Students juggle school work…and jobs

Pretty Tasty Cupcakes in Conshohocken, where Jai Bonaparte ’24 works – via Google Maps

Many students find it hard enough to balance all their school activities, such as homework, clubs, and sports. However, some members of our community find the time to also work jobs on top of all of their school commitments. Many think that working a job in high school could hurt academic performance, but there are numerous benefits as well.

Fourth Former Aaron Bonaparte, a busser at Rosalie in Wayne, has a number of jobs other than just clearing tables. “I’m… collecting plates from tables once they’re finished and refilling stations and helping servers and runners whenever I can,” A. Bonaparte said. “Working has changed my perspective a lot just because I kind of realized the concept of being able to actually buy something versus being able to afford something. 

“My idea of bills right now is making sure my Spotify and my Hulu get in on time, but throughout my life those bills are probably gonna multiply. So, my Spotify will eventually become rent, which will eventually become a mortgage so it’s definitely put stuff into perspective for me,” Bonaparte said. 

Many would consider these to be important skills and knowledge for a sixteen year old. A steady income allows a teenager to learn to manage their money without the stakes that comes with adult life. Working also allows teenagers to learn about the kind of work that they’re interested in. 

Fifth Former Jai Bonaparte works at Pretty Tasty Cupcakes in Conshohocken. 

“[I do] cake decorating, making and scooping cookie dough, decorating cupcakes, you know, fun stuff,” J. Bonaparte said. 

Finding a job he liked, however, wasn’t easy. “I hated my other job, and the boss at the bakery is good friends with my mom. And… I can bake and one thing led to another,” J. Bonaparte said. 

Fourth Former Zach Dixon, who works at CJ Tires and Auto in Wayne, had similar insight. 

“I think that my perspective was always like yeah, people have to work for money [through] different jobs, but I feel like I got lucky in my job because I get to do what I want,” Dixon said.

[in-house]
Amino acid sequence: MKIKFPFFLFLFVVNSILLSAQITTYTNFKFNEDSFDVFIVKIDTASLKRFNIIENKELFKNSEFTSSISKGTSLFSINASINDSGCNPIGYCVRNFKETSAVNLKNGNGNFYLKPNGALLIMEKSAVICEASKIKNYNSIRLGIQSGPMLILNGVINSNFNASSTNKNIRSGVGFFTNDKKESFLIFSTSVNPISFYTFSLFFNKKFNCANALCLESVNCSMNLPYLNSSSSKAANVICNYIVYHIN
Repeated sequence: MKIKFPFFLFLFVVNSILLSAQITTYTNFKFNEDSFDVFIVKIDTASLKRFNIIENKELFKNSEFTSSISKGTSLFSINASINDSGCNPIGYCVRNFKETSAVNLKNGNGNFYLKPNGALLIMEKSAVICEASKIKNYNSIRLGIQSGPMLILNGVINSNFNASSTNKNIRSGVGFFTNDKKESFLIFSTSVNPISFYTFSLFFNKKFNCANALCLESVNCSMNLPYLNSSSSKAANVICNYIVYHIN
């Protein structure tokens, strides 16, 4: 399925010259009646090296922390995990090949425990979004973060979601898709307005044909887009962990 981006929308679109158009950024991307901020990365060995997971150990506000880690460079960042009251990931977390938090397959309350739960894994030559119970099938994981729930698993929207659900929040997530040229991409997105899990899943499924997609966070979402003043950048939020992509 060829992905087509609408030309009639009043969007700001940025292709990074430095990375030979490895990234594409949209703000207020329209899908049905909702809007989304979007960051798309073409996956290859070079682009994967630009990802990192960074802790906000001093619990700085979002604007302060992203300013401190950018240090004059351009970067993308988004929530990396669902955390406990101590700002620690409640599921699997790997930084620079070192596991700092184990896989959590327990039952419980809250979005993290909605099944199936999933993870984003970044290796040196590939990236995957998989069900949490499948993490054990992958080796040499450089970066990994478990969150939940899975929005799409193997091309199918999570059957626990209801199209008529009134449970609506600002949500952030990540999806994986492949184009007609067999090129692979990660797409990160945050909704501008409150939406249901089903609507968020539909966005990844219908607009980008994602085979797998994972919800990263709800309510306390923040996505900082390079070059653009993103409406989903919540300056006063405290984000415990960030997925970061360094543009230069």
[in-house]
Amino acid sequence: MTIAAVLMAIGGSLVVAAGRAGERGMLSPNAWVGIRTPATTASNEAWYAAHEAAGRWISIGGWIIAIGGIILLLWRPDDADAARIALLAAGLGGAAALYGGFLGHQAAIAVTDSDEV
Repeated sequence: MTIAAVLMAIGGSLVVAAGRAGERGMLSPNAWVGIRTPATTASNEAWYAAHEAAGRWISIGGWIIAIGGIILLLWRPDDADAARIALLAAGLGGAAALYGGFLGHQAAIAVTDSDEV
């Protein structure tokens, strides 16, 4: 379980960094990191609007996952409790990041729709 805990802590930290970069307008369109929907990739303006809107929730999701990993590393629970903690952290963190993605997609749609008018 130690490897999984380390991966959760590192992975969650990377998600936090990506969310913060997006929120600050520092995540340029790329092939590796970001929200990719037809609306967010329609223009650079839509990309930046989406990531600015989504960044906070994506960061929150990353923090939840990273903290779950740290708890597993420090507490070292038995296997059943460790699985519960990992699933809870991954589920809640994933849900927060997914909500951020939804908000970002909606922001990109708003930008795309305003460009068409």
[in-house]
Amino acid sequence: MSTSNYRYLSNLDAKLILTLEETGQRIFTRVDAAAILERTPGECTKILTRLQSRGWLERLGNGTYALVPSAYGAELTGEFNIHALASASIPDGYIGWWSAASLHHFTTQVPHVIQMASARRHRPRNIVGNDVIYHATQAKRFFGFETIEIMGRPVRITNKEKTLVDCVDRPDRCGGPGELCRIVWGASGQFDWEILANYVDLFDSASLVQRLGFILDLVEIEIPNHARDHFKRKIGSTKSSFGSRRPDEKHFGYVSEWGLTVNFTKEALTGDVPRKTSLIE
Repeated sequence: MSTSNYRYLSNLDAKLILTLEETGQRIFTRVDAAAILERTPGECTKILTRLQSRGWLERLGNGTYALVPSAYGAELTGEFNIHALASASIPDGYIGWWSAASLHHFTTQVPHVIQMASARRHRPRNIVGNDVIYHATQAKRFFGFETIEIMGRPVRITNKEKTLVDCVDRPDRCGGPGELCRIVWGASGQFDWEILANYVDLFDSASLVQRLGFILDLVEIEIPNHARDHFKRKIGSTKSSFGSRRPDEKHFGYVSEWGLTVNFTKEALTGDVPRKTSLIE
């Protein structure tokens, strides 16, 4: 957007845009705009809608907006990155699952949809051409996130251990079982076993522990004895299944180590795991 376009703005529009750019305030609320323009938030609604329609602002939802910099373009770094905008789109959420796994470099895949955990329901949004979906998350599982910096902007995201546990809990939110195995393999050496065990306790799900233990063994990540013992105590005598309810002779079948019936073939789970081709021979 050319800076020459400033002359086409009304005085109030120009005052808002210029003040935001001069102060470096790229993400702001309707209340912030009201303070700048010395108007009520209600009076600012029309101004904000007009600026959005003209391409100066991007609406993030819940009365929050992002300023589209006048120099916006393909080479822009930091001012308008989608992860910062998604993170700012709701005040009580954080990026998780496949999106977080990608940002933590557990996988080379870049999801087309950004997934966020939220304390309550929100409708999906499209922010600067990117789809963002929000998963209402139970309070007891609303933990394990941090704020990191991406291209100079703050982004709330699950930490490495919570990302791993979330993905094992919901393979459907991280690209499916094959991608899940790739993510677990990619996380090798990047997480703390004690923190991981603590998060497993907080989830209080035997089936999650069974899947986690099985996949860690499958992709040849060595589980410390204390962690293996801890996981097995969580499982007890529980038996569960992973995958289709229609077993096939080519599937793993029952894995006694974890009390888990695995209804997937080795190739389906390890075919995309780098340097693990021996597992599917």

He also said that he didn’t like his old job, and that working has broadened his perspective on workers in his daily life. 

“My old job, my lifeguarding job, I did not like that at all. So that was more of an experience that [opened my eyes] that there’s people that are working at McDonald’s,” Dixon said. “They don’t want to be there. That sucks. I feel bad for them. And it definitely taught me that people will do stuff for money and it’s pretty hard to get by.”

“I appreciate any dollar, any cent that I make because it’s just how many hours I put into it.”

Chase Nelson ’24

Fifth Former Chase Nelson’s perspective on the value of money also changed after working at Greek Village retirement home. 

“I appreciate any dollar, any cent that I make because it’s just how many hours I put into it. I used to work those eight-hour days. Most of the time I would barely get a break even with child labor laws,” Nelson said. “And just when I got that paycheck after the two weeks I looked at it I was like, I really really earned it, and I respect you for how much you make. Maybe less or more than I made, I still think that that’s a whole different level of appreciation.”

Working a job outside of school teaches students things they cannot learn anywhere else. Nelson also said that balancing school and work life was hard, especially during the school year. 

“[Working during the school year] became very hard because most of the time I would work from either end of school Friday, as well as all weekends,” Nelson said. “Sometimes if I wanted to pick up extra hours, I would work on days that we had school off, and by doing that I just felt so exhausted. I felt like I wasn’t putting enough into certain things. Or sometimes I would feel like I put too much into it. I wasn’t getting a good balance.” 

“Don’t let anything get in the way of what you’re trying to achieve.”

Nate Mirin ’23

However, some students are able to manage working during the year. Sixth Former Nate Mirin works as an intern for two charitable organizations, Tree-Plenish and Character Lab. 

“I just gotta plan out my time a little bit more. Not necessarily work any harder, just have a plan for it. Don’t let anything get in the way of what you’re trying to achieve,” Mirin said. “Otherwise, I make sure to make it work. Maybe I’ve been getting a little bit less sleep. But that’s a trade off I’m willing to make because they’re organizations I care about.”